Gunny accused in cabbie assault cleared to leave state
Dec 04, 2012 (The Daily News - McClatchy-Tribune Information Services via COMTEX) --
A Marine accused of assaulting a Surf City cab driver in September has been granted the ability seek treatment at an out-of-state mental health facility.
In District Court today, Gunnery Sgt. Adam J. Kinosh, with Marine Special Operations Command aboard Lejeune, had his motion to modify conditions of his pretrial release granted. Kinosh's attorney, Bruce Mason of Wilmington, mentioned two out-of-state facility possibilities contracted by the Marine Corps: one in Texas and another in Virginia.
Kinosh is charged with felony assault inflicting serious injury and misdemeanor communicating threats after Kinosh allegedly attacked cab driver Charles Hawkesworth Jr. on Sept. 9 after a verbal misunderstanding about cab fare.
Kinosh checked into The Oakes, a mental health facility in Wilmington, following the attack, and was arrested for the attack on Sept. 26 by officers from the Surf City Police Department.
Hawkesworth had serious injuries to his face and required surgery to correct the damage.
Mason said in court that Kinosh is seeking dual treatment. According to Capt. Douglas Matthew Shelton, a witness for the defense and Kinosh's officer in charge, Kinosh has a multitude of issues he is working out.
He said the top two issues were post traumatic stress disorder and alcoholism. Shelton also testified that Kinosh has also never been screened for traumatic brain injury following several deployments.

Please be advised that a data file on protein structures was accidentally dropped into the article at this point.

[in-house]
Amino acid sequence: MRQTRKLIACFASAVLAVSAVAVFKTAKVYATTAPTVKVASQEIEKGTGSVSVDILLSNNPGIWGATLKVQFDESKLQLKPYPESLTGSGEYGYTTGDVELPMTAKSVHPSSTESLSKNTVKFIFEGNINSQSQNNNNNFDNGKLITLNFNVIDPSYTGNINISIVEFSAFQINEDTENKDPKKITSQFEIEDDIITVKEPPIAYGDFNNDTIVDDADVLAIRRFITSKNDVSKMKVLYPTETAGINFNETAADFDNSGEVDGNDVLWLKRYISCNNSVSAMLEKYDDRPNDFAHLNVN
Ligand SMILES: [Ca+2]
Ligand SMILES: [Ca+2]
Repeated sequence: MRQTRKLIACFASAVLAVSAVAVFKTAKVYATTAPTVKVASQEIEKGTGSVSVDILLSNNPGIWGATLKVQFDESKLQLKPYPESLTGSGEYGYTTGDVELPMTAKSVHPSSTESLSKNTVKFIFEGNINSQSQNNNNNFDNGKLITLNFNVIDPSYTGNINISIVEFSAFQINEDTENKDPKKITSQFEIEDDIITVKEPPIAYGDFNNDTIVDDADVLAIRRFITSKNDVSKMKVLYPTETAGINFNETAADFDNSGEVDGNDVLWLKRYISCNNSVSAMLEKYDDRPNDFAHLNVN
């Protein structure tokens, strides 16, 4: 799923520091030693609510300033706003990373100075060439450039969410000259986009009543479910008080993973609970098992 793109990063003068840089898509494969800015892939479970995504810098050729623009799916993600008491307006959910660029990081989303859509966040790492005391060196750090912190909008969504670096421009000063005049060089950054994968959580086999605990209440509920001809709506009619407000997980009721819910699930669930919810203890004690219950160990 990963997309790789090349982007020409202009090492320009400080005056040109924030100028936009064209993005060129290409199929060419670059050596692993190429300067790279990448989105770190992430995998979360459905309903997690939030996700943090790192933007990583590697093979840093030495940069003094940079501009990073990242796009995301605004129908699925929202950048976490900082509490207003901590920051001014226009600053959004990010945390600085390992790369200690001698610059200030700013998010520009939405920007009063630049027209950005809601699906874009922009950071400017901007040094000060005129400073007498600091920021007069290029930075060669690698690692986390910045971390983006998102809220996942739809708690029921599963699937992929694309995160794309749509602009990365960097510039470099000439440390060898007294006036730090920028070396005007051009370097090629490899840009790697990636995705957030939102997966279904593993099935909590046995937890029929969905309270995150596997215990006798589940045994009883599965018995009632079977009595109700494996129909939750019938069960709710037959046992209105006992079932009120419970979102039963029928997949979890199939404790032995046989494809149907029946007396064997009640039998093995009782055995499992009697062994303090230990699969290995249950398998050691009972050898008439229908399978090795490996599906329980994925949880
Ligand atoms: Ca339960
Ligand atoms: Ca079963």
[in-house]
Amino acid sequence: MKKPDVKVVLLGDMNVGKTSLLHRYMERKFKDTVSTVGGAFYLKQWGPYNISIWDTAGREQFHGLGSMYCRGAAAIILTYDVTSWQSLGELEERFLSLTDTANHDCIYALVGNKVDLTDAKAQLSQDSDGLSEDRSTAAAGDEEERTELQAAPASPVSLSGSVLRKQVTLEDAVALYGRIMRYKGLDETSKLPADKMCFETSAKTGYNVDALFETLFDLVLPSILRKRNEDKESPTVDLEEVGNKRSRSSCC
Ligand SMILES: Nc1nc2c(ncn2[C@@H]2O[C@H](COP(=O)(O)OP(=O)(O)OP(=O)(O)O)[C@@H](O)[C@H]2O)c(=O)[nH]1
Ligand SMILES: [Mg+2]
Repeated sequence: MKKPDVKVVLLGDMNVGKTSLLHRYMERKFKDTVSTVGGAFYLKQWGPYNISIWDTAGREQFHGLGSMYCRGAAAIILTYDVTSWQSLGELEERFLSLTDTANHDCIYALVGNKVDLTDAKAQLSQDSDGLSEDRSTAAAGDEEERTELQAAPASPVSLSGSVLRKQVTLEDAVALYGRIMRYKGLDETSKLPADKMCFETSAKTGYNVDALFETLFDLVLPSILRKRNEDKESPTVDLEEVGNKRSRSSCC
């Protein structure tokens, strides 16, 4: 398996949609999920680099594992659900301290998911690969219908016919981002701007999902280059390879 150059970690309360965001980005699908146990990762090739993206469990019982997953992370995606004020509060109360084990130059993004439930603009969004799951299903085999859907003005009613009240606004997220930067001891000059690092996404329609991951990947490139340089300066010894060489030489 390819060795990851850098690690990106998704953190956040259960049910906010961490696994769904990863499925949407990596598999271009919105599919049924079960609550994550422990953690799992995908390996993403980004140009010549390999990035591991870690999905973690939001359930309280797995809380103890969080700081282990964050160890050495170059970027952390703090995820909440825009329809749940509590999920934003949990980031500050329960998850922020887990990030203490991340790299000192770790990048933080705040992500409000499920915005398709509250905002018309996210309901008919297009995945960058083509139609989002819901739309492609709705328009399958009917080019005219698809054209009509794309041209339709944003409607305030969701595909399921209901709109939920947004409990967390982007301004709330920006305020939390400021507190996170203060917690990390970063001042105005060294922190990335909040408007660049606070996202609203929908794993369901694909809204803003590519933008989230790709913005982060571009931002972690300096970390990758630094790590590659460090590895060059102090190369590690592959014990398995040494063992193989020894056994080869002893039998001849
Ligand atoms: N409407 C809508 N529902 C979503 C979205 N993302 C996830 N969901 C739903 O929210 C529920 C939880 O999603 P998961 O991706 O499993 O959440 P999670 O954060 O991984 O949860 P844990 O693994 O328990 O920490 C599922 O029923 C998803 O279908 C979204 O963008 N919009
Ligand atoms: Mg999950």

Kinosh is currently attending several appointments in place of duty to deal with his issues, Shelton said. "His attitude toward the appointments has been progressive," he said. Kinosh also had two letters sent to the court, one from Maj. Gen. Mark A. Clark, commander of MarSOC, discussing treatment options.
Assistant District Attorney Michael Maultsby said he was concerned for the safety of the public and didn't want to see an attack happen to someone else. Maultsby objected to the motion because, he said, the security level at the out-of-state facilities is unknown. He said that Kinosh leaving the state for treatment is troubling because if he leaves the facility, the state will have to go through an extradition process to get him back.
Maultsby noted that if Kinosh were going to a secure facility in the state, it would be different.
Kinosh was granted the motion on the condition that he provides a specific location for treatment and that he reports behavior before enrollment into any program. He must also be escorted to and from the facility by the Marine Corps, and someone from the Marine Corps must visit him once per week to check on his progress.
Kinosh was ordered to comply with all treatment and return to Camp Lejeune upon completion of the treatment program. He must continue to have no contact with Hawkesworth.
Mason had no comment following the proceedings. Hawkesworth could not be immediately reached for comment.
Contact Daily News Reporter Tabitha Clark at 910-219-8454 or Tabitha.Clark@jdnews.com. Follow her on Twitter at @TabithaLClark or friend her on Facebook.
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